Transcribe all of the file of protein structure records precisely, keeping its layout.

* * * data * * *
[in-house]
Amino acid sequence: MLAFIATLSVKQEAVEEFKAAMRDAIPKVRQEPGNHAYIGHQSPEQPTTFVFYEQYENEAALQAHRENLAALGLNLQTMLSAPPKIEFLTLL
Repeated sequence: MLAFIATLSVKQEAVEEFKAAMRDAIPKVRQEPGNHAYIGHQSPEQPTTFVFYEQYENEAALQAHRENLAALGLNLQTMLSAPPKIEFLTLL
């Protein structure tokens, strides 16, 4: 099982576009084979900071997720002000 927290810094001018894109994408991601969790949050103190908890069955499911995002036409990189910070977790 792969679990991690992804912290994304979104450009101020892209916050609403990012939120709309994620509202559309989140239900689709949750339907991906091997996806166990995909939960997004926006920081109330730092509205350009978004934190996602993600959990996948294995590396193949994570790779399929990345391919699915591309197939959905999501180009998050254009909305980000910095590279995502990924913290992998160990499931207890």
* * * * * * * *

[in-house]
Amino acid sequence: MLAFIATLSVKQEAVEEFKAAMRDAIPKVRQEPGNHAYIGHQSPEQPTTFVFYEQYENEAALQAHRENLAALGLNLQTMLSAPPKIEFLTLL
Repeated sequence: MLAFIATLSVKQEAVEEFKAAMRDAIPKVRQEPGNHAYIGHQSPEQPTTFVFYEQYENEAALQAHRENLAALGLNLQTMLSAPPKIEFLTLL
């Protein structure tokens, strides 16, 4: 099982576009084979900071997720002000 927290810094001018894109994408991601969790949050103190908890069955499911995002036409990189910070977790 792969679990991690992804912290994304979104450009101020892209916050609403990012939120709309994620509202559309989140239900689709949750339907991906091997996806166990995909939960997004926006920081109330730092509205350009978004934190996602993600959990996948294995590396193949994570790779399929990345391919699915591309197939959905999501180009998050254009909305980000910095590279995502990924913290992998160990499931207890």